In an old-style photo album there's a picture of me on a makeshift bed, stretched out with bare feet and some kind of smile. It's taken in November 1988 after I returned from my first ambush patrol in South Lebanon. For reasons that are starting to fade, I volunteered for UNIFIL's Norwegian battalion. It rained the whole evening and it rained the whole night since it was the onset of the Mediterranean winter. It rained the entire next day too. I have never been so cold, uncomfortable and covered in red, sticky mud before or since. This went on for the duration of the winter, only broken up by long hours at some deserted road junction checkpoint or perched in a white observation tower behind a ridiculously large set of German binoculars.

It beat being stationed at the smallest air base in the world though, because that's where I was when I volunteered. The arrival of a plane - any plane - turned out the entire base. Rides in the ops car and aircraft guard duty was raffled out like they were luxurious goods or a couple of leave days. It was a different kind of boring.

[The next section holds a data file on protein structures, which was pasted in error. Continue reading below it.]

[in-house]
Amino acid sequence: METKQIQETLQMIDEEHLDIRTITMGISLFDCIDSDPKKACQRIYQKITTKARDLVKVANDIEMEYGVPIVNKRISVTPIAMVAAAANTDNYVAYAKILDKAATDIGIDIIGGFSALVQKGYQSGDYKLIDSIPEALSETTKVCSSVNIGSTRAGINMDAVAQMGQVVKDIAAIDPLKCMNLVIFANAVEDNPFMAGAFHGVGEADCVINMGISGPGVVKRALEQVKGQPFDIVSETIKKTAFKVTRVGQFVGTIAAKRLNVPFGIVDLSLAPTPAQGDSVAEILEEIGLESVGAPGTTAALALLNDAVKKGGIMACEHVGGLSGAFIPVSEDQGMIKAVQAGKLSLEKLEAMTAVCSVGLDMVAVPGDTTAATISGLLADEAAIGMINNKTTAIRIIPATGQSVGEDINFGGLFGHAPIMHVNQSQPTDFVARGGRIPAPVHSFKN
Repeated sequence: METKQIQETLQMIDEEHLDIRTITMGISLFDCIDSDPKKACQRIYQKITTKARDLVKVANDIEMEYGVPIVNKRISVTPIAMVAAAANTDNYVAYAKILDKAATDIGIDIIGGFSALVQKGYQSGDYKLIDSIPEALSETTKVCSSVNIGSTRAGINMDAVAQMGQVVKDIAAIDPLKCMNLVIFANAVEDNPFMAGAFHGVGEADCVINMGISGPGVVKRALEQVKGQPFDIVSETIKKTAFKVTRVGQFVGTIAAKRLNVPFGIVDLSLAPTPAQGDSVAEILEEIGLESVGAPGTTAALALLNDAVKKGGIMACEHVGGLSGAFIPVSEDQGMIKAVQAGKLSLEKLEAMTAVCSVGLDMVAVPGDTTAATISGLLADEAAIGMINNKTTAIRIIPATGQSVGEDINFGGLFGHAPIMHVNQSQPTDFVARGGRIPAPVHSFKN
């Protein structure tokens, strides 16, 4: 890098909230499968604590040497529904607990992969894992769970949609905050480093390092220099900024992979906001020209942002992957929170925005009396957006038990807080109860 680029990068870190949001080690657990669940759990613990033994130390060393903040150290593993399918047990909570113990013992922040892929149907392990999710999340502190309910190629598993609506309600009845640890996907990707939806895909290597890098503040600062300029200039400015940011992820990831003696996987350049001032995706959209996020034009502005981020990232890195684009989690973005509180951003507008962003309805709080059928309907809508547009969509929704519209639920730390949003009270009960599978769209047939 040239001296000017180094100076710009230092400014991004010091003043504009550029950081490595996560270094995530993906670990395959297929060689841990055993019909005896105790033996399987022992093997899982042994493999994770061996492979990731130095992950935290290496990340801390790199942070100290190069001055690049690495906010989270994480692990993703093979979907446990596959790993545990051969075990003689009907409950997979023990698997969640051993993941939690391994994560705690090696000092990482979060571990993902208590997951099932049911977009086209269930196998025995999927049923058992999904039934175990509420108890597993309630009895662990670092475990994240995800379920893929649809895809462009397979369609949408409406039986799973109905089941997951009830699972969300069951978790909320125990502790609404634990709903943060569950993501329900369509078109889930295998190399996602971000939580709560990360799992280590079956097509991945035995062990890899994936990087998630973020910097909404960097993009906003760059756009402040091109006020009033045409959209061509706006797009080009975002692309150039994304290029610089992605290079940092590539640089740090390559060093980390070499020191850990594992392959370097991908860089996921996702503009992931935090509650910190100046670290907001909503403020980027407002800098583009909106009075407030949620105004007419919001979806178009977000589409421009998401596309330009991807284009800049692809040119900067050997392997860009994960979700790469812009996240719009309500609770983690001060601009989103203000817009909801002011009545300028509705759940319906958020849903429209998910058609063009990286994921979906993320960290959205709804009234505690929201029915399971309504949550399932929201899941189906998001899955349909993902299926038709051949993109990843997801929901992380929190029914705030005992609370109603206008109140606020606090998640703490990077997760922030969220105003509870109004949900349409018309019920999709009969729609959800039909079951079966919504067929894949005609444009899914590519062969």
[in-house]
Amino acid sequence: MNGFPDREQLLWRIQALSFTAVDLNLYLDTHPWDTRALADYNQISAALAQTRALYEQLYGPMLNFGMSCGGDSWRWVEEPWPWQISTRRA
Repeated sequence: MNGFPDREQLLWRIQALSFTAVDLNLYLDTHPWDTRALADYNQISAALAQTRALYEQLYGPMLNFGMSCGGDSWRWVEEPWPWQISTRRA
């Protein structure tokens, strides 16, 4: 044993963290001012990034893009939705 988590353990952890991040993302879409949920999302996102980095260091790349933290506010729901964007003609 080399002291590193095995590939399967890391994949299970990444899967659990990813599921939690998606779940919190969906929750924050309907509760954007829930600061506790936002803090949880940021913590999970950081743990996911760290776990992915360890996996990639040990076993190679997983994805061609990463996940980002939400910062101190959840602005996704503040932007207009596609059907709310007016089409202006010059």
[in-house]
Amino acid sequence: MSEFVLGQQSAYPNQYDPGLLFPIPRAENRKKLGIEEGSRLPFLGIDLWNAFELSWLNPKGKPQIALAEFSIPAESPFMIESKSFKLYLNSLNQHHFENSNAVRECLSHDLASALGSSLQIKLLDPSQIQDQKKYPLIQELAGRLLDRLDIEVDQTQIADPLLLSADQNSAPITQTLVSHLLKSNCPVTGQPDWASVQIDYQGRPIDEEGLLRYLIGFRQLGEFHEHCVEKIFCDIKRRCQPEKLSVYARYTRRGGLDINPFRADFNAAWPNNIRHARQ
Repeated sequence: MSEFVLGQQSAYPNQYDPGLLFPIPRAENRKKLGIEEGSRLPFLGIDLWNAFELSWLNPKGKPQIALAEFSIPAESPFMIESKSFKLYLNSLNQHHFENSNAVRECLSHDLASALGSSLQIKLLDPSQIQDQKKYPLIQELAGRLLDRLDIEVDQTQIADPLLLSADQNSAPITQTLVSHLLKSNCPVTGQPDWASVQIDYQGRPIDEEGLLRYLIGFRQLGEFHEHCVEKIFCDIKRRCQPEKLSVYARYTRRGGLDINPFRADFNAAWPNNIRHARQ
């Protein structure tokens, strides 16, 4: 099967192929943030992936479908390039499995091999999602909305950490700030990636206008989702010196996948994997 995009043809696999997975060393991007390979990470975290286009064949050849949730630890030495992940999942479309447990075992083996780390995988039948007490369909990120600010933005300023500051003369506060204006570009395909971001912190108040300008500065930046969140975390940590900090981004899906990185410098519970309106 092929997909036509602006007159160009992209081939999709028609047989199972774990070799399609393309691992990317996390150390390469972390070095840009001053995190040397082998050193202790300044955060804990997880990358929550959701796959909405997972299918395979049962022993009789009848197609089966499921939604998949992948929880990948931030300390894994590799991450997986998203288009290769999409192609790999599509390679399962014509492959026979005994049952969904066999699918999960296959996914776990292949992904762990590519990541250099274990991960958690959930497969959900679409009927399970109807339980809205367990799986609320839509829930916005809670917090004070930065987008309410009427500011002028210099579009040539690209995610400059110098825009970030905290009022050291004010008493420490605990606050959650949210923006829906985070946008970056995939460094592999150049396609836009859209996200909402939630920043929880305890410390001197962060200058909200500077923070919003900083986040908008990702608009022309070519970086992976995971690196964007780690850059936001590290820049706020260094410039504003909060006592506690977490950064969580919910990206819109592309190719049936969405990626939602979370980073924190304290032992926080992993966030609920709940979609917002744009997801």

After coming back from Lebanon, they took my completely worn out government stuff, gave me some money and told me to have a nice life. A few months later they sent me a beige envelope containing - in bureaucratic parlance - a welcome back, including directions to where I could go and get myself some government issue gear. Again.

The most useful things the military taught me during those 18 years, was how to hang in there while being incredibly bored and how you smell after one week without any personal hygiene. I'm not kidding. The other things a soldier needs to know, like how to hit something with a weapon, talk coherently on a radio set or that without your mates you're nothing, they all became embedded in my spine. Those things are like taking a piss. Once you put the thing back into place and zip up, you don't think much about it. You just go back to whatever you were doing before the tingly feeling in your bladder. But it's all pretty useless now.